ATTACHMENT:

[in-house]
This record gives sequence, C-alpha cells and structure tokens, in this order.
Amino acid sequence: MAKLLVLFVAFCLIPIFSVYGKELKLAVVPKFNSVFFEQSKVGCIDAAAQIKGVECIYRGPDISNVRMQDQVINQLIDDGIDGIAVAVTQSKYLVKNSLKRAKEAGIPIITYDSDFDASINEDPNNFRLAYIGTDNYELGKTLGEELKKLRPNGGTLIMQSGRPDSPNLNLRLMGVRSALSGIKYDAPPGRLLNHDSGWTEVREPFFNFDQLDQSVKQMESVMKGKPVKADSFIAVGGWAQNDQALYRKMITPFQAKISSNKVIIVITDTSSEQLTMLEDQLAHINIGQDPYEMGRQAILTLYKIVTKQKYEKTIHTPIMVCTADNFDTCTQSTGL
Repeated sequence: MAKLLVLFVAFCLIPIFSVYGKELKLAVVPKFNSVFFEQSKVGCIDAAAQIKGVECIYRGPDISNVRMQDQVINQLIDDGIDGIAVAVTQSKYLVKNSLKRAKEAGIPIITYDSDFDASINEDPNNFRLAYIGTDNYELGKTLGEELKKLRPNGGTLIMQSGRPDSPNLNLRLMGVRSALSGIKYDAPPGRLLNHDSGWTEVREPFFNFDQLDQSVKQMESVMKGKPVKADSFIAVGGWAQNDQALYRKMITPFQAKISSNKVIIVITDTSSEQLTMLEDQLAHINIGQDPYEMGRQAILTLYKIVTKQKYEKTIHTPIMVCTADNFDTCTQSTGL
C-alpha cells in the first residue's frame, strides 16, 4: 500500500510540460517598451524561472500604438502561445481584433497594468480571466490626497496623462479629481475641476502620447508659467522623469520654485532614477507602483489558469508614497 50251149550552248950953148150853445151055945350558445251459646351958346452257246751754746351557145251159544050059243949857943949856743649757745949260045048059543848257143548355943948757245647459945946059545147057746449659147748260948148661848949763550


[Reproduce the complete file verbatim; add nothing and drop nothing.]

[in-house]
This record gives sequence, C-alpha cells and structure tokens, in this order.
Amino acid sequence: MAKLLVLFVAFCLIPIFSVYGKELKLAVVPKFNSVFFEQSKVGCIDAAAQIKGVECIYRGPDISNVRMQDQVINQLIDDGIDGIAVAVTQSKYLVKNSLKRAKEAGIPIITYDSDFDASINEDPNNFRLAYIGTDNYELGKTLGEELKKLRPNGGTLIMQSGRPDSPNLNLRLMGVRSALSGIKYDAPPGRLLNHDSGWTEVREPFFNFDQLDQSVKQMESVMKGKPVKADSFIAVGGWAQNDQALYRKMITPFQAKISSNKVIIVITDTSSEQLTMLEDQLAHINIGQDPYEMGRQAILTLYKIVTKQKYEKTIHTPIMVCTADNFDTCTQSTGL
Repeated sequence: MAKLLVLFVAFCLIPIFSVYGKELKLAVVPKFNSVFFEQSKVGCIDAAAQIKGVECIYRGPDISNVRMQDQVINQLIDDGIDGIAVAVTQSKYLVKNSLKRAKEAGIPIITYDSDFDASINEDPNNFRLAYIGTDNYELGKTLGEELKKLRPNGGTLIMQSGRPDSPNLNLRLMGVRSALSGIKYDAPPGRLLNHDSGWTEVREPFFNFDQLDQSVKQMESVMKGKPVKADSFIAVGGWAQNDQALYRKMITPFQAKISSNKVIIVITDTSSEQLTMLEDQLAHINIGQDPYEMGRQAILTLYKIVTKQKYEKTIHTPIMVCTADNFDTCTQSTGL
C-alpha cells in the first residue's frame, strides 16, 4: 500500500510540460517598451524561472500604438502561445481584433497594468480571466490626497496623462479629481475641476502620447508659467522623469520654485532614477507602483489558469508614497 50251149550552248950953148150853445151055945350558445251459646351958346452257246751754746351557145251159544050059243949857943949856743649757745949260045048059543848257143548355943948757245647459945946059545147057746449659147748260948148661848949763550